Message framing and Climate Crisis

Climate crisis

Climate crisis is real; it is happening. And, people are concerned about it (except Trump). However, few seem to willing to act upon it as in the case of any other problem of our daily lives.

What type of climate change messages are more persuasive?

This is not a new question. Almost a quarter-century ago, researchers seem to have become interested in finding answers to this question. In 1995 summer Joel J Davis published a research paper dissecting responses from university students to four types of messages about climate change.

He constructed eight advertisements, each containing three short paragraphs; each paragraph emphasised one aspect of message framing, namely: gain-framed versus loss-framed; current outcome versus future outcomes; and taking less or doing more.

Gain-framed versus loss-framed: I explained the effect of gain-framed and loss-framed messages on persuasion in achieving different outcomes.

Current versus future outcomes: This is an important component with regard to the message relevancy to the target audience. If the target audience is more concerned about themselves, the message could become more persuasive if it highlights how they could be affected by climate change. On the other hand, if they are more concerned about future generations, then, the message may probably be adjusted accordingly. According to Joel Davis, researchers have shown that highlighting short-term outcomes were more persuasive.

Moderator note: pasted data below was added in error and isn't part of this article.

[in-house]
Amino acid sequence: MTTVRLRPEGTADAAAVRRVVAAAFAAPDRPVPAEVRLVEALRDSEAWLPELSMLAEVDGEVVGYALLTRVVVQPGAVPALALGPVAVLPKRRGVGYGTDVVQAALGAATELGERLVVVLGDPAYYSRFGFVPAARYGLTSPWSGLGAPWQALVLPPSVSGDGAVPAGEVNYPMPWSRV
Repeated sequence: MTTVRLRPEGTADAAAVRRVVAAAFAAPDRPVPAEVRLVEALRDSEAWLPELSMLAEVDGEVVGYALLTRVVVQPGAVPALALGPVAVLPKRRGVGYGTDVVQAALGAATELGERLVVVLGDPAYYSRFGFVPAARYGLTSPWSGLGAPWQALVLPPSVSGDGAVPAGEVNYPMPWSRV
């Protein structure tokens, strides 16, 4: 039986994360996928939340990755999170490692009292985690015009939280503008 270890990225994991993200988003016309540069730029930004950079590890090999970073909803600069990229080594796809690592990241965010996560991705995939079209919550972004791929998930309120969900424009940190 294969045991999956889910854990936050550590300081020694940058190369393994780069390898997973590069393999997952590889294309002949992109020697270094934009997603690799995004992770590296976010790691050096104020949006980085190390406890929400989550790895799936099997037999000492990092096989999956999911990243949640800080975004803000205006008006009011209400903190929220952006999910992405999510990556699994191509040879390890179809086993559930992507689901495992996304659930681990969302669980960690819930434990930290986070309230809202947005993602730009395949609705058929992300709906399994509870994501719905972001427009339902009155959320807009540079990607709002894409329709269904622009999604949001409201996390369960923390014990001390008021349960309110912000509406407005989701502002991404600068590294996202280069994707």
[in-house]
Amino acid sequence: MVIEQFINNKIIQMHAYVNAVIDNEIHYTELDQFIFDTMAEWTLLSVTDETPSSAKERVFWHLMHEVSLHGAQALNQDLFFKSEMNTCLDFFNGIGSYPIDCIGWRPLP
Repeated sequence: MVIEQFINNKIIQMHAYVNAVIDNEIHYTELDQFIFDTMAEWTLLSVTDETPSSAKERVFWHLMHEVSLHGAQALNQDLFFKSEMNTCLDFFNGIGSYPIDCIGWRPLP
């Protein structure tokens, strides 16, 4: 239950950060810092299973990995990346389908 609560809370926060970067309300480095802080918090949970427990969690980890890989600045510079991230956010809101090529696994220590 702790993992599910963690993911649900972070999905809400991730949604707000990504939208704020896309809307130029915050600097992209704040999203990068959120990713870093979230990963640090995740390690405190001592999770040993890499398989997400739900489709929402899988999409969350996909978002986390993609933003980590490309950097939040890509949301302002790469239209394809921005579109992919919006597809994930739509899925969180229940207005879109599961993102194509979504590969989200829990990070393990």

Taking less versus doing more: In this research project, Joel Davis tested the effect of two different types suggested activities: taking less (e.g. conservation type activities) and doing more (e.g. recycling focused activities).

Altogether he created eight advertisements factorising above variables into three short paragraphs and given one to each respondent chosen randomly from 218 undergrad US students.

They found that simple, clear activities in the context of personally relevant (current rather than future), negative (loss-framed rather than gain-framed), and outcomes due to their inaction (doing less) were more persuasive.

While I was researching this topic, I found a very informative document about the psychology of climate change communication published by the Center for Research and Environment Decisions (CERD) in 2009. You can have access through this link.

Author: Prasantha De Silva

A specialist in Community Medicine board-certified in Sri Lanka and a research analyst in Canada

Leave a Reply

Your email address will not be published.